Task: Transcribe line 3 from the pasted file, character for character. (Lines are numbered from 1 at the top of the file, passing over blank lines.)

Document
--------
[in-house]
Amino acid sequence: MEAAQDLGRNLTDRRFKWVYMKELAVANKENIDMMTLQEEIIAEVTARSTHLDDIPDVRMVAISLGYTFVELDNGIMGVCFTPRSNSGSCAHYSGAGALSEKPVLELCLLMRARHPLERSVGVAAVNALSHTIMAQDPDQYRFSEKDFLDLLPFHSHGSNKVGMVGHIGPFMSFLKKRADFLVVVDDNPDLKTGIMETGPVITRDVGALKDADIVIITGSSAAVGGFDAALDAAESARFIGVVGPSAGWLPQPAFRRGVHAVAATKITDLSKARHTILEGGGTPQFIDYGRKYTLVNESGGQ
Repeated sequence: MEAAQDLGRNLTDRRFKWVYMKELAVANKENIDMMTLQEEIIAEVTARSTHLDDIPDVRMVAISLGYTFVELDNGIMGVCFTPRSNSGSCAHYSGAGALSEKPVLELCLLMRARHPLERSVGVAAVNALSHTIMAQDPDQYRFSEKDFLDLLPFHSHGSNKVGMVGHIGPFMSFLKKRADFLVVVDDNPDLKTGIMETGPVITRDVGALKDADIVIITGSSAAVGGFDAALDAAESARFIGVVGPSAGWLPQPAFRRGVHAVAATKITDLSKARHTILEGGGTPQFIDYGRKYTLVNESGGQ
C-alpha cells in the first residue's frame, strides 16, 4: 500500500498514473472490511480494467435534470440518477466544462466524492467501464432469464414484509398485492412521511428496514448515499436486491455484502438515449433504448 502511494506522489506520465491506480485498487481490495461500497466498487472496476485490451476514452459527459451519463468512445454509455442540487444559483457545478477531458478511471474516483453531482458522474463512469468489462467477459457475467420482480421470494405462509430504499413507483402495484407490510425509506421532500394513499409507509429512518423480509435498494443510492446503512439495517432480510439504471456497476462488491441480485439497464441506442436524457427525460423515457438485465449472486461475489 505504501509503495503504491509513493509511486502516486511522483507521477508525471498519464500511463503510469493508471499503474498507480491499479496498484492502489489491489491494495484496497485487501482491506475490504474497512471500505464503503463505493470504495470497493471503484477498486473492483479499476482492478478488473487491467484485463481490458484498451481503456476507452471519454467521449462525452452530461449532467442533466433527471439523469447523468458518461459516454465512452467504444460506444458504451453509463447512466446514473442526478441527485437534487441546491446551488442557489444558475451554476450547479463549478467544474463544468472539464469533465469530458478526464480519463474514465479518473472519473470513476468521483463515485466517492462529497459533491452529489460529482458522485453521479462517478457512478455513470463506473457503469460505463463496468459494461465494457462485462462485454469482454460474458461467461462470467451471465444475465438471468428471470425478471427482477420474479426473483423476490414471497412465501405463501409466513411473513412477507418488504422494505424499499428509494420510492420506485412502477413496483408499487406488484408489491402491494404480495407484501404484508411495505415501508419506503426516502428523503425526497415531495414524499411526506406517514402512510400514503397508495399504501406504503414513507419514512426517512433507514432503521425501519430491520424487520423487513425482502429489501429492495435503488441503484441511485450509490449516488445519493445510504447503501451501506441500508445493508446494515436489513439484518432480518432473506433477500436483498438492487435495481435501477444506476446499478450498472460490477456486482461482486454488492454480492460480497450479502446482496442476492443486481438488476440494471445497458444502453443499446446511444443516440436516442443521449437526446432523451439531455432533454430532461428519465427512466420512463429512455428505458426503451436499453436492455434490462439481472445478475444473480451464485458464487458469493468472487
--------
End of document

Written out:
Repeated sequence: MEAAQDLGRNLTDRRFKWVYMKELAVANKENIDMMTLQEEIIAEVTARSTHLDDIPDVRMVAISLGYTFVELDNGIMGVCFTPRSNSGSCAHYSGAGALSEKPVLELCLLMRARHPLERSVGVAAVNALSHTIMAQDPDQYRFSEKDFLDLLPFHSHGSNKVGMVGHIGPFMSFLKKRADFLVVVDDNPDLKTGIMETGPVITRDVGALKDADIVIITGSSAAVGGFDAALDAAESARFIGVVGPSAGWLPQPAFRRGVHAVAATKITDLSKARHTILEGGGTPQFIDYGRKYTLVNESGGQ